How did some animals develop flying wings?

How did some animals develop flying wings?

The first thing you notice when you see a bird is the amazing ability to fly. Modern birds fly using their “hands”, which are feathered and very strong Air muscles.

But the ancestors of today’s birds could not fly. Birds evolved from a group of dinosaurs called theropods that walked on land. This includes such giant meat eaters Tyrannosaurus Rex, As well as very small, fast-moving dinosaurs.

Fossils of many of these tiny dinosaurs show that they are simple Fluffy feathers, But their hands are too small or too weak to fly. Some too Giant dinosaurs There may have been feathers as well.

Many Theropod dinosaurs had feathers like their predecessors, but certainly did not fly. Fred Diamond / Wikimedia Commons, CCBY-SA

So what were the dinosaurs doing with their feathers if they did not use them to fly? Let’s look for clues in today’s birds. The short, fluffy feathers help modern birds stay warm, and the brightly colored and designed feathers help the birds attract a mate.

So the dinosaurs may have developed feathers to do other work besides helping them fly. It was not until much later that they developed into strong, long feathers that build flying wings.

In the air

At one point, the small, feathered ancestors of modern birds began to fly. An idea About how it started, the short or weak wings may have helped the animal to move or slide from one tree branch to another. But we do not have much evidence that these small dinosaurs are very good at climbing many trees.

Another idea is that using short, stubborn winged dinosaurs can provide extra speed if used fast enough, and may help distract them when jumping after insects and other small prey.

See also  SpaceX raises $1.9 billion in newest funding spherical: report

Get a great clue from watching today’s ground-dwelling birds, partridges and young birds that have not learned to fly. If they are scared, they will run logs and other items to escape from predators.

Many types of birds can run on very steep slopes or even vertical surfaces. Young birds make it frantic Folds their wings In order to push them against the slope. Otherwise they will fall or collapse. This may have been another use for the stubborn wings of some small, feathered dinosaurs. These wings were gradually becoming more powerful and covered with feathers, which were eventually used to fly.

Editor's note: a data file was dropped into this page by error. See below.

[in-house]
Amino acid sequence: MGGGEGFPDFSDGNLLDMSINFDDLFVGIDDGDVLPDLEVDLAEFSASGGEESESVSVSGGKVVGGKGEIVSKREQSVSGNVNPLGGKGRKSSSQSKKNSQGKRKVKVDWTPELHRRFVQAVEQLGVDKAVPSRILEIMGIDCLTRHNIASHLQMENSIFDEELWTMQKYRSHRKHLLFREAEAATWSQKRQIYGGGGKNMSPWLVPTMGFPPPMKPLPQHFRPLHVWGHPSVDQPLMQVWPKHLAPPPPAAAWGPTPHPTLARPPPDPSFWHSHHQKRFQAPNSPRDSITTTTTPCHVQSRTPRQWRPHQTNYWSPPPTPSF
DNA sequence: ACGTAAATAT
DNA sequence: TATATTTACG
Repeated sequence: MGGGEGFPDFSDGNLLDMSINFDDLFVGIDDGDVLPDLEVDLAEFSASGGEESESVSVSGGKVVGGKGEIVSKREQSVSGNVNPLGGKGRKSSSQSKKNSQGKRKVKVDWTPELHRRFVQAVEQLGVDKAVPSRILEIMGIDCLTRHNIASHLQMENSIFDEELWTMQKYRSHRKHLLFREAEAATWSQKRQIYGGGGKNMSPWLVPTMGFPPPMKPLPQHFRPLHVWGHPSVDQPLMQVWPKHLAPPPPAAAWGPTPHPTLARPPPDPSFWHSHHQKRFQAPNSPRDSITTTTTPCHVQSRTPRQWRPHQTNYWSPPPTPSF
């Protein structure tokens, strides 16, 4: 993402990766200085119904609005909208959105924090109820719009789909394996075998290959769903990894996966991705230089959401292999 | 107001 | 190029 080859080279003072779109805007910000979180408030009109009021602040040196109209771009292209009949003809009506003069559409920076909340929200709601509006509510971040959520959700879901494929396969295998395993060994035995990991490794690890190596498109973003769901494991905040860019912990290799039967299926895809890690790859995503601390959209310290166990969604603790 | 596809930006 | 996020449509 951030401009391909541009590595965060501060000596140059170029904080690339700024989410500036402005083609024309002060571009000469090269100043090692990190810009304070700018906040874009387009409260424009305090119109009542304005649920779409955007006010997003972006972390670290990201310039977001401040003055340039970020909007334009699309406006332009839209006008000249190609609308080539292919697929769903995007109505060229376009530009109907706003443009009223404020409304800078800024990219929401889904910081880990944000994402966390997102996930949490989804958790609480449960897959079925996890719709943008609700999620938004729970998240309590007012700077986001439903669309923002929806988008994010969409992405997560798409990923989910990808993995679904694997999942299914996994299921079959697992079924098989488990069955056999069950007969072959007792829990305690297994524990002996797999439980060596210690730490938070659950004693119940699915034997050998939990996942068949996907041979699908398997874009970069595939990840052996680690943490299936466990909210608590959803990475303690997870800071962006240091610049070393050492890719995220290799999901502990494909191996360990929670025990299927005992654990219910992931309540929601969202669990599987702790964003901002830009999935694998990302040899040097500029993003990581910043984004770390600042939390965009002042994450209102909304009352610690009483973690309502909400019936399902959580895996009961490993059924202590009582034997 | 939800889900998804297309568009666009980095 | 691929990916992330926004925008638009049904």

Other animals

Of course, there are other groups of animals that they run on, the wrapping plane. Relatives of dinosaurs are another group of reptiles called sterosaurs or “wing lizards”.

Watercolor description of four steroidals in flight.
Pterosaurs may have seen how. Katherine Glasgow / Shutterstock

These evolved before the early birds, but instead of feathers, the skin membrane stretched between their fourth finger and body. Some may Massive, With wingspan over 12 m. All of these creatures were wiped out by the mass extinction of dinosaurs 66 million years ago.

Today, bats use a similar membrane of skin to fly. But bats first appeared after the extinction of mammals and dinosaurs like us. We know very little about the origin of bats, but scientists have found that they formed a large part. Group of animals This includes cats, dogs, pangolins, horses, cows and even whales.

Three bats flying above the trees.
Flying bats. Independent Birds / Shutterstock

But the first animals to fly by folding were much older than birds, sterosaurs or bats, and first flew in the air 400 million years ago: Insects. Unlike birds and bats, insects do not develop wings from “weapons.” Scientists are still working on exactly how insects got their wings.

See also  Duck-built dinosaurs have crossed the ocean to go to Africa

Matthew Wills, Professor of Evolutionary Paleobiology at the Milner Center for Evolution, University of Bath

This article has been republished Conversation Under the Creative Commons license. To read Original article.

You May Also Like

About the Author: Cary Douglas

"Beer trailblazer. Web buff. Problem solver. Pop culture fan. Hipster-friendly travel aficionado."

Leave a Reply

Your email address will not be published. Required fields are marked *